In this article, we will see how to validate a date string format in Golang.

To achieve this we use the time package. To validate a date string format, you can use the time.Parse function.

The time.Parse function takes two string arguments: the layout/format and the date string to be parsed. If the date string is not formatted correctly, the function will return an error.

Following is an example of how to use the time.Parse function:

package main

import (

func main() {
	layout := "2006-01-02"
	dateString := "2023-03-23"

	_, err := time.Parse(layout, dateString)
	if err != nil {
		fmt.Println("Invalid date format:", err)
	} else {
		fmt.Println("Valid date format")

In the above example, we define a layout (using the format “2006-01-02“) and a date string to be validated. If the date string does not match the layout, an error will be returned and we will handle it separately in the if statement.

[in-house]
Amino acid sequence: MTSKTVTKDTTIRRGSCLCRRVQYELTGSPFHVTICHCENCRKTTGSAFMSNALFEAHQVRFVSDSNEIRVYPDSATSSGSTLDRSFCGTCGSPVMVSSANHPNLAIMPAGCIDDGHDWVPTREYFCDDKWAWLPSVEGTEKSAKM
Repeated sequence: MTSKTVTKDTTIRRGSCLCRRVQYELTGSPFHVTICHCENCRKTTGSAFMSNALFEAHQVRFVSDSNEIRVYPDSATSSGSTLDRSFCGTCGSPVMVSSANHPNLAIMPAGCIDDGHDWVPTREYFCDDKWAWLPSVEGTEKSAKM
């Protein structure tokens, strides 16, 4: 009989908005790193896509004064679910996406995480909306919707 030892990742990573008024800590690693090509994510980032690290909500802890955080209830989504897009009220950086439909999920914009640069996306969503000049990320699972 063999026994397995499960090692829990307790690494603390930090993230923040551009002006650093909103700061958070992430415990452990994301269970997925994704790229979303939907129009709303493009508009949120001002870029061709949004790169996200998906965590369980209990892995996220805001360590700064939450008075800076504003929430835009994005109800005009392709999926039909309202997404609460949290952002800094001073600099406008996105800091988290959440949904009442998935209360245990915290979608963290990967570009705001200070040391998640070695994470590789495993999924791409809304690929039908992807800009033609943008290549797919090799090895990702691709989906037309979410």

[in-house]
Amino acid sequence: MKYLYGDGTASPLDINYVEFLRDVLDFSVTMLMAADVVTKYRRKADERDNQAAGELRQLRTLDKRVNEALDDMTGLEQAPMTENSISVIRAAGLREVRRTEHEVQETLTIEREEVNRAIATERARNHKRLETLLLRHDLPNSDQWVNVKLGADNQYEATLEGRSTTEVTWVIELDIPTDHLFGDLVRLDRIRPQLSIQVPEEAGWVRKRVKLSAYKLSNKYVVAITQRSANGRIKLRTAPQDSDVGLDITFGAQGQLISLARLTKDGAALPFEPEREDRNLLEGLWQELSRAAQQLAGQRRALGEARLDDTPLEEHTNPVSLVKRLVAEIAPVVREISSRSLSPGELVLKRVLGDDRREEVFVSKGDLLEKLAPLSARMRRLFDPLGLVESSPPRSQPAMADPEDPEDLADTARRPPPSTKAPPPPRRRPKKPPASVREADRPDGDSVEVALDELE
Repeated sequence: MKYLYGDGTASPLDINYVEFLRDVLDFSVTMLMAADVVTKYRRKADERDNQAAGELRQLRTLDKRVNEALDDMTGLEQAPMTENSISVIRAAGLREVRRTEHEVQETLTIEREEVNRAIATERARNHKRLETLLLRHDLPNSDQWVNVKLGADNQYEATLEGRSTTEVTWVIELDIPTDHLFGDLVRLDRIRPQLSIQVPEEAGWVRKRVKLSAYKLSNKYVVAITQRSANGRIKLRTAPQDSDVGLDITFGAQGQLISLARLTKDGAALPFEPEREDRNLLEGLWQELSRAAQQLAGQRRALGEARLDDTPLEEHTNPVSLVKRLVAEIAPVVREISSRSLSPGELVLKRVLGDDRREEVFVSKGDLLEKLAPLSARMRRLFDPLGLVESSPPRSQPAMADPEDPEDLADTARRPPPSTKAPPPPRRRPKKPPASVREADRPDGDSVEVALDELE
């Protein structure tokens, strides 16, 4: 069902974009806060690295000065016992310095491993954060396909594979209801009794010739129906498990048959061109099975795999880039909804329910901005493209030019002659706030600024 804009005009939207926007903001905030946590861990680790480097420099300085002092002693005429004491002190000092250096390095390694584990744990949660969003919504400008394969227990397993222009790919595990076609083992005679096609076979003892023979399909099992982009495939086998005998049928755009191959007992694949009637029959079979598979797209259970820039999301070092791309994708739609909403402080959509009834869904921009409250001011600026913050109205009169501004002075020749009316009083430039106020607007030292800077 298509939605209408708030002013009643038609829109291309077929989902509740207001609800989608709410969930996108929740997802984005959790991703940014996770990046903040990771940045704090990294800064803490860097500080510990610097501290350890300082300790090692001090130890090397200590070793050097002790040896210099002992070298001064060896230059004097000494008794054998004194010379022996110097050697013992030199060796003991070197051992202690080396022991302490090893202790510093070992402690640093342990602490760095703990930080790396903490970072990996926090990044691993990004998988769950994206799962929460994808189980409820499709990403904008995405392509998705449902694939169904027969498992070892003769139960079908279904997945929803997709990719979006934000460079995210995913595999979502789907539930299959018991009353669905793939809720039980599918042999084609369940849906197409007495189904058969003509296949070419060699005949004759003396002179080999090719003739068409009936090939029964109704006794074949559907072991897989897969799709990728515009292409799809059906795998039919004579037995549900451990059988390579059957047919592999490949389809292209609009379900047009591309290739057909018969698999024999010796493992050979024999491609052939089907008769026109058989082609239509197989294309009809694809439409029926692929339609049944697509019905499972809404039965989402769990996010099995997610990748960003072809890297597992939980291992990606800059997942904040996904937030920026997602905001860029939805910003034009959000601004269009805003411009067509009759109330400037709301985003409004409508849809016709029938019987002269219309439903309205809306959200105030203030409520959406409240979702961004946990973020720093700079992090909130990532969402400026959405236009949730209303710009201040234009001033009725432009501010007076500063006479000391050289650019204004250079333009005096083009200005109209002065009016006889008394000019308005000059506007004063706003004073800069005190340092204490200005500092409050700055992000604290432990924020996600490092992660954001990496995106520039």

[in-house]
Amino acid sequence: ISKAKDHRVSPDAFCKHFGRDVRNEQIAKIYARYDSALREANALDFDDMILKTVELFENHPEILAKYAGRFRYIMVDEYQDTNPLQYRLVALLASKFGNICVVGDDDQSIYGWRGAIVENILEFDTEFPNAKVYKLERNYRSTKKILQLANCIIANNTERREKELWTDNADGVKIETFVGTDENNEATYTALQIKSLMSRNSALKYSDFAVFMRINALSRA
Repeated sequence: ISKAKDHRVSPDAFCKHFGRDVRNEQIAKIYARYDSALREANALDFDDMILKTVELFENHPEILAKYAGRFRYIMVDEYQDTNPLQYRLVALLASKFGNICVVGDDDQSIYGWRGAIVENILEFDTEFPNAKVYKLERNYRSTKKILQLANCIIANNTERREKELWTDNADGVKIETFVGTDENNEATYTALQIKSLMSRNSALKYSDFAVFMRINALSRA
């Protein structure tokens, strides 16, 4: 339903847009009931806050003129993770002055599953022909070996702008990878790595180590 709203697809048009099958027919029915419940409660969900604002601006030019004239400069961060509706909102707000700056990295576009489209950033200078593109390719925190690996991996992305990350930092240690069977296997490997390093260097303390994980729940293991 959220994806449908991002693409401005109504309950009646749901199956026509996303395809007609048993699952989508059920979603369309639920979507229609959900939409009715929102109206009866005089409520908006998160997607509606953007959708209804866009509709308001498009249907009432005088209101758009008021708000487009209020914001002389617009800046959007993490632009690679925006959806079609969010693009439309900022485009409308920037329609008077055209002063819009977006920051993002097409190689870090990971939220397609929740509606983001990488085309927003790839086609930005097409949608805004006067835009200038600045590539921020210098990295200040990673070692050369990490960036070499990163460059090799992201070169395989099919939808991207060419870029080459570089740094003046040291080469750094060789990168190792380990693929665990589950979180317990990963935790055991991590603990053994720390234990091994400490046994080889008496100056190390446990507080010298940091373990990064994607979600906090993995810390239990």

We can choose different formats here. In the above example, we are using the format ‘yyyy-mm-dd‘. We can also use other formats as shown below.

  1. RFC3339 (ISO 8601) format: “2006-01-02T15:04:05Z07:00”
  2. YYYY-MM-DD format: “2006-01-02”
  3. MM/DD/YYYY format: “01/02/2006”
  4. DD/MM/YYYY format: “02/01/2006”
  5. YYYY/MM/DD HH:mm:ss format: “2006/01/02 15:04:05”
  6. YYYY-MM-DDTHH:mm:ssZ (ISO 8601 without timezone offset): “2006-01-02T15:04:05Z”
  7. Month Day, Year: “January 2, 2006”
  8. Month abbreviation Day, Year: “Jan 2, 2006”
  9. 12-hour time format: “03:04:05 PM”
  10. 24-hour time format: “15:04:05”
  11. Unix timestamp (seconds since January 1, 1970 UTC): “%d”
  12. Full weekday name: “Monday”
  13. Short weekday name: “Mon”
  14. Full month name: “January”
  15. Short month name: “Jan”

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